Once everything is ready to go, the Real-Time-Kernel is invoked. Three real-time tasks are also scheduled: serial communication (CLI), temperature measurement (MEASTEMP), and ambient temperature control (TAMBCTRL). The main program then drops into an infinite loop that executes in the background between scheduled tasks at the lowest priority level. This is to prevent the main function from returning and possibly halting the program.

Serial Command Interface

The Serial Command Interface (CLI) is invoked once every second. It checks the RS-485 serial receive buffer for an end of transmission (ETX) character. If this character is present, it checks for a prefix that matches its address. If the destination address is wrong, the message is discarded. If the prefix matches the controller address, the command decoded using an if/else structure. Any required variables are parsed out, the message is checked for errors, and the requested task is performed. Then a reply is generated and entered into transmit buffer and the CLI function ends. The commands conform to the Radiometer Control Language (RadiCL) specification. Any errors generate a error code to go on the error stack.

Serial Interface to Thermal Controller

The Thermoelectric Cooler (TEC) controller is completely stand alone. However, it is necessary to keep track of its parameters, such as temperature, output level, and check for alarms. It is also desirable to update the PID coefficients and change the set point. The MCSHN communication function is called by either the serial command interface (CLI) or by the temperature measurement (MEASTEMP) function. In this case, the Z-world acts as the master and the TEC controller is the slave.

This function uses a global flag to make sure it is not called by any function when it is running. It is important to prevent conflicts. At the same time, if the TEC controller is not connected to the serial port or is not responding, an error is generated and added to the error stack and the function ends. Once running, this task converts the desired command and a parameter into the special format used by the TEC controller and sends it out on the RS-232 serial port. When the reply has been received, it decodes the reply and puts the return value into memory for the calling function to use.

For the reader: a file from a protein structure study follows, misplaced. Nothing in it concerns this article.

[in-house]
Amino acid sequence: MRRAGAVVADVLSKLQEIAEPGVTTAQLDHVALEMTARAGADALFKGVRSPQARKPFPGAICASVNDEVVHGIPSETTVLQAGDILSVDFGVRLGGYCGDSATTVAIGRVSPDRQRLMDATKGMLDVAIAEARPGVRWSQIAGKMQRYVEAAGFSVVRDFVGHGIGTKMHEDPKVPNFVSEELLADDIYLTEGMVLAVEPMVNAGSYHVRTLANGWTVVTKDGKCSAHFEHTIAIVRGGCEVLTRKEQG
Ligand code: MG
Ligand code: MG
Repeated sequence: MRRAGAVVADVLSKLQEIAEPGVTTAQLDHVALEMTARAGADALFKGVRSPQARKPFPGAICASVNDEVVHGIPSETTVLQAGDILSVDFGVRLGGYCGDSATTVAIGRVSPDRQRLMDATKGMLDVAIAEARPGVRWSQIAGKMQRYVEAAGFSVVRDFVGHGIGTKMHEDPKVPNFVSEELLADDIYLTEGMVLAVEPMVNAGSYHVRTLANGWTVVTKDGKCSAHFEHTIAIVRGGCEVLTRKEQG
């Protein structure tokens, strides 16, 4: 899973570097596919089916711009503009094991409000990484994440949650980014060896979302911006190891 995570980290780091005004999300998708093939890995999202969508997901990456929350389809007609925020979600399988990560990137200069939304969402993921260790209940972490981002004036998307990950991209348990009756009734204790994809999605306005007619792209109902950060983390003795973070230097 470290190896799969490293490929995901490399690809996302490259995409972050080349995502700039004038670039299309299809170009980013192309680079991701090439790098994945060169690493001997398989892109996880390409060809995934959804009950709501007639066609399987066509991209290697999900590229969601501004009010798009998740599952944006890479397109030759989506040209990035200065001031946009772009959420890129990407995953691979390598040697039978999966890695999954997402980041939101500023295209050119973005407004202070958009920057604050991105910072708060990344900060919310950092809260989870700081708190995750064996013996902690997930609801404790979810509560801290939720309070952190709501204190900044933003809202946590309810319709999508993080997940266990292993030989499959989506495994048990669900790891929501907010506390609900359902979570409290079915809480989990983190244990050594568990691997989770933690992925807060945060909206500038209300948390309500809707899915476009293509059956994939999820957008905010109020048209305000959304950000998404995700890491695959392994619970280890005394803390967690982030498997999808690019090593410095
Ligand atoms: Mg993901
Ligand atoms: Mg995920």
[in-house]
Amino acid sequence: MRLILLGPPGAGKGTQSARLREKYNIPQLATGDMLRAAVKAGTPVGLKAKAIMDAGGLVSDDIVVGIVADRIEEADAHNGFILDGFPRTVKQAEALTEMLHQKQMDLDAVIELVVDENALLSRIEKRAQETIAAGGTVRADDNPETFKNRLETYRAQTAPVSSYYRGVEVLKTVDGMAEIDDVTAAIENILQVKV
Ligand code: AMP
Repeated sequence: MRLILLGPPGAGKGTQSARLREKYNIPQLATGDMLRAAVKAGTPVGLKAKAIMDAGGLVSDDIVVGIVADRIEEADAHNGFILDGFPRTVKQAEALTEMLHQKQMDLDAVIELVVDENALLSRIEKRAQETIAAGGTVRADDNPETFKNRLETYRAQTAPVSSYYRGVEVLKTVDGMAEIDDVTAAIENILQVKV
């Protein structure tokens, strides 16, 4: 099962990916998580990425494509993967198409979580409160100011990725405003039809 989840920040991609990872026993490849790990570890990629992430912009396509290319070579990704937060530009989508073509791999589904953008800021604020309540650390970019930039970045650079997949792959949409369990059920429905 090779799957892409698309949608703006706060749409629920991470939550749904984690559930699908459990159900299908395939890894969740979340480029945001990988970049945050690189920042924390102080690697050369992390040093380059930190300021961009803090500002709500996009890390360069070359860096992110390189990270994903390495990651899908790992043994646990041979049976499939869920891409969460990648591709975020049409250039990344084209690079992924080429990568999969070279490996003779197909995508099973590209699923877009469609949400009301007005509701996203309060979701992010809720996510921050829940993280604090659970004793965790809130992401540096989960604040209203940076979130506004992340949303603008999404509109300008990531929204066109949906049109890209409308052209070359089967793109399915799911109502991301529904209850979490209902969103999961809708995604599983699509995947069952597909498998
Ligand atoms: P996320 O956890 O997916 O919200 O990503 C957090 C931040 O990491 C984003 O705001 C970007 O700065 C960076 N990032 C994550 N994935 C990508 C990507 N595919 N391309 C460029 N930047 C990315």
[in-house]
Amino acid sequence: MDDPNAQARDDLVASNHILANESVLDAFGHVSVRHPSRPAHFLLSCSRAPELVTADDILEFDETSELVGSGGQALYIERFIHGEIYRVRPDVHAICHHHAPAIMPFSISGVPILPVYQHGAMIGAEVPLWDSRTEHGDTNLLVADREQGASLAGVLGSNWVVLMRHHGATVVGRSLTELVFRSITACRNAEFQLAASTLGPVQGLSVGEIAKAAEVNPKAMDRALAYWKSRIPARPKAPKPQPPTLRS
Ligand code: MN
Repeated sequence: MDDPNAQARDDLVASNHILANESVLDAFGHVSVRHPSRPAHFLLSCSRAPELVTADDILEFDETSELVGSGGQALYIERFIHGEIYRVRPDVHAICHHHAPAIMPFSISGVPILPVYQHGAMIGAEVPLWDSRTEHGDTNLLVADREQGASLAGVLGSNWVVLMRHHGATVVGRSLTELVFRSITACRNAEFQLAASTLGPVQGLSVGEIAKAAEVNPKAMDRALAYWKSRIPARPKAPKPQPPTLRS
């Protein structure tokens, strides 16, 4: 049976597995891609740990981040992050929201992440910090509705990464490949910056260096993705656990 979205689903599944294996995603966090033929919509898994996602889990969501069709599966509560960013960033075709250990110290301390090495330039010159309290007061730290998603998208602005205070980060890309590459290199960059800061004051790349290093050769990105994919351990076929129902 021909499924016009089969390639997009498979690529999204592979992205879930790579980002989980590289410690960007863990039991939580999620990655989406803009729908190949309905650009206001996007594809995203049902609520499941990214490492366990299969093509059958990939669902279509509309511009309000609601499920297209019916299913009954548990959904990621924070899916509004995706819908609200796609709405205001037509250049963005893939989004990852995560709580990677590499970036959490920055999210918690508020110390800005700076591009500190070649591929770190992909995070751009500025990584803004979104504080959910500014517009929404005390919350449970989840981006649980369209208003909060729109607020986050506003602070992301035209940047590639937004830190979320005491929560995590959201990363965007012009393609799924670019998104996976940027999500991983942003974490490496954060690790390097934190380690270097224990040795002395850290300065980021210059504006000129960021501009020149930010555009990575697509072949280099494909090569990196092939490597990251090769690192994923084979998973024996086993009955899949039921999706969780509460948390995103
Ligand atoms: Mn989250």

Temperature Measurement

One of the most important functions in the radiometer is keeping track of temperatures. Therefore, temperature measurement is important to do correctly. The temperature measurement function's main task is to read temperatures from various thermisters. It uses a four step process to find the temperature of each thermister:

  1. Read n voltage measurements and average. Slightly increases statistical precision.
  2. Convert voltage to resistance. Uses ohms law equations of circuit.
  3. Decimated Search of R vs. T table for nearest value. Decimated search is faster.
  4. Linear interpolation of temperature.

An alternate method would be to calculate the temperature directly from the voltage using the characteristic equation of the thermister, but this requires more complex math functions that take magnitudes longer to calculate. Using the interpolated lookup table results in the required precision and is very fast. After measuring the thermisters, two calls are made to the MCSHN task to get the temperature and power output of the TEC Controller. Lastly, the variation in temperature from the last cycle is compared to give a rough estimate of the temperature status of the radiometer in general.

RF Measurement and Burst Sampling